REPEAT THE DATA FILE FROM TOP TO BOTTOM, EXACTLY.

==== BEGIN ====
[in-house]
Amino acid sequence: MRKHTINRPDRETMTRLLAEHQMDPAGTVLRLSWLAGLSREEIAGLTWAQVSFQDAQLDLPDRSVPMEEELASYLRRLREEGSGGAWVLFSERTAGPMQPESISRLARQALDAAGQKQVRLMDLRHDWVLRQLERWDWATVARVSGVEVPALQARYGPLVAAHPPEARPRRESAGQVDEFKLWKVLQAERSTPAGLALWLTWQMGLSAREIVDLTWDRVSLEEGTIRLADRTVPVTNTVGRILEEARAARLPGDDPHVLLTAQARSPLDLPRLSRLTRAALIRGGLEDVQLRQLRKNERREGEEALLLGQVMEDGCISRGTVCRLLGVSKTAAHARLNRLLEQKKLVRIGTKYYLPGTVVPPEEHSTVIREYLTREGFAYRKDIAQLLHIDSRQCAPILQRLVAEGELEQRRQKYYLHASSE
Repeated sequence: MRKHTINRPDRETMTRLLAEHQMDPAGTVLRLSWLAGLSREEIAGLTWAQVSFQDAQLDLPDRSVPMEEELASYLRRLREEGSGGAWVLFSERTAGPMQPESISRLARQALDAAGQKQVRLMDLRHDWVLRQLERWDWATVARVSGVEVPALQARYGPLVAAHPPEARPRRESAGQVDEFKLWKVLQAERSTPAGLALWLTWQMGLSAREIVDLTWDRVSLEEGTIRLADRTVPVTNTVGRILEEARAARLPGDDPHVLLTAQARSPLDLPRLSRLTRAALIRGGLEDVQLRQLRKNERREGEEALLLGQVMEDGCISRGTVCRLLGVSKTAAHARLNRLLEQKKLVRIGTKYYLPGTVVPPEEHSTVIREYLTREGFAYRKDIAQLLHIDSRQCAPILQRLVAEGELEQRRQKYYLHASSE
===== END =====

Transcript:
[in-house]
Amino acid sequence: MRKHTINRPDRETMTRLLAEHQMDPAGTVLRLSWLAGLSREEIAGLTWAQVSFQDAQLDLPDRSVPMEEELASYLRRLREEGSGGAWVLFSERTAGPMQPESISRLARQALDAAGQKQVRLMDLRHDWVLRQLERWDWATVARVSGVEVPALQARYGPLVAAHPPEARPRRESAGQVDEFKLWKVLQAERSTPAGLALWLTWQMGLSAREIVDLTWDRVSLEEGTIRLADRTVPVTNTVGRILEEARAARLPGDDPHVLLTAQARSPLDLPRLSRLTRAALIRGGLEDVQLRQLRKNERREGEEALLLGQVMEDGCISRGTVCRLLGVSKTAAHARLNRLLEQKKLVRIGTKYYLPGTVVPPEEHSTVIREYLTREGFAYRKDIAQLLHIDSRQCAPILQRLVAEGELEQRRQKYYLHASSE
Repeated sequence: MRKHTINRPDRETMTRLLAEHQMDPAGTVLRLSWLAGLSREEIAGLTWAQVSFQDAQLDLPDRSVPMEEELASYLRRLREEGSGGAWVLFSERTAGPMQPESISRLARQALDAAGQKQVRLMDLRHDWVLRQLERWDWATVARVSGVEVPALQARYGPLVAAHPPEARPRRESAGQVDEFKLWKVLQAERSTPAGLALWLTWQMGLSAREIVDLTWDRVSLEEGTIRLADRTVPVTNTVGRILEEARAARLPGDDPHVLLTAQARSPLDLPRLSRLTRAALIRGGLEDVQLRQLRKNERREGEEALLLGQVMEDGCISRGTVCRLLGVSKTAAHARLNRLLEQKKLVRIGTKYYLPGTVVPPEEHSTVIREYLTREGFAYRKDIAQLLHIDSRQCAPILQRLVAEGELEQRRQKYYLHASSE